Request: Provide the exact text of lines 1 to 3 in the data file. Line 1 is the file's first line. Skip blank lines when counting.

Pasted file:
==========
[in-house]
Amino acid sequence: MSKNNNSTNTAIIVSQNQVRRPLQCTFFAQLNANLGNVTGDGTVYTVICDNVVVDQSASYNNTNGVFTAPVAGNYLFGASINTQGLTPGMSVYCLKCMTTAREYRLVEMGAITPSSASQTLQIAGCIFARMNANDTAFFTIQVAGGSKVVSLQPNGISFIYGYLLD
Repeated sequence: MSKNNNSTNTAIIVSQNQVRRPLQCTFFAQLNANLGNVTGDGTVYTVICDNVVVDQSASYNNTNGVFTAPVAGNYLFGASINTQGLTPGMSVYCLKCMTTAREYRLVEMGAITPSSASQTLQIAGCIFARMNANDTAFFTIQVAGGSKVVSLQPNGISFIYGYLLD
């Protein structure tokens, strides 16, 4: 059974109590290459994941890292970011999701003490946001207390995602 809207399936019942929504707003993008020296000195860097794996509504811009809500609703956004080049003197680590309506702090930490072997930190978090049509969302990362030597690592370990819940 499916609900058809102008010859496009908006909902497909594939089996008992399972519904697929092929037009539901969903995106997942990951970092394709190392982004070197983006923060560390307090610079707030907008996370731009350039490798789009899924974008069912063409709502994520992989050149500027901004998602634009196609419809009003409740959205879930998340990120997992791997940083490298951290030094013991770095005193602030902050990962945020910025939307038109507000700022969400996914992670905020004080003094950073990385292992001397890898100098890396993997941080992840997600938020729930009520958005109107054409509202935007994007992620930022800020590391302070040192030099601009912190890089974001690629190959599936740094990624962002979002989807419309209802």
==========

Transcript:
[in-house]
Amino acid sequence: MSKNNNSTNTAIIVSQNQVRRPLQCTFFAQLNANLGNVTGDGTVYTVICDNVVVDQSASYNNTNGVFTAPVAGNYLFGASINTQGLTPGMSVYCLKCMTTAREYRLVEMGAITPSSASQTLQIAGCIFARMNANDTAFFTIQVAGGSKVVSLQPNGISFIYGYLLD
Repeated sequence: MSKNNNSTNTAIIVSQNQVRRPLQCTFFAQLNANLGNVTGDGTVYTVICDNVVVDQSASYNNTNGVFTAPVAGNYLFGASINTQGLTPGMSVYCLKCMTTAREYRLVEMGAITPSSASQTLQIAGCIFARMNANDTAFFTIQVAGGSKVVSLQPNGISFIYGYLLD